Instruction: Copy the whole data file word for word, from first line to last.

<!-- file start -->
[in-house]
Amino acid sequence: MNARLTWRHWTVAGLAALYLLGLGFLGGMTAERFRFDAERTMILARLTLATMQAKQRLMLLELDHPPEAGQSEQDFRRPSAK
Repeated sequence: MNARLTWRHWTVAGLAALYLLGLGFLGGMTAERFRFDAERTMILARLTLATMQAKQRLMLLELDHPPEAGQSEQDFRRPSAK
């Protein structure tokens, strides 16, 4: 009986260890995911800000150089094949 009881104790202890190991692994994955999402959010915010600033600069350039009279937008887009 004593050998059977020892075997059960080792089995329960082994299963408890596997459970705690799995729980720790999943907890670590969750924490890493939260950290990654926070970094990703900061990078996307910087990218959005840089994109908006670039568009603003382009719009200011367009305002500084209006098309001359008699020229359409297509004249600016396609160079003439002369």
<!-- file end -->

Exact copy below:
[in-house]
Amino acid sequence: MNARLTWRHWTVAGLAALYLLGLGFLGGMTAERFRFDAERTMILARLTLATMQAKQRLMLLELDHPPEAGQSEQDFRRPSAK
Repeated sequence: MNARLTWRHWTVAGLAALYLLGLGFLGGMTAERFRFDAERTMILARLTLATMQAKQRLMLLELDHPPEAGQSEQDFRRPSAK
């Protein structure tokens, strides 16, 4: 009986260890995911800000150089094949 009881104790202890190991692994994955999402959010915010600033600069350039009279937008887009 004593050998059977020892075997059960080792089995329960082994299963408890596997459970705690799995729980720790999943907890670590969750924490890493939260950290990654926070970094990703900061990078996307910087990218959005840089994109908006670039568009603003382009719009200011367009305002500084209006098309001359008699020229359409297509004249600016396609160079003439002369």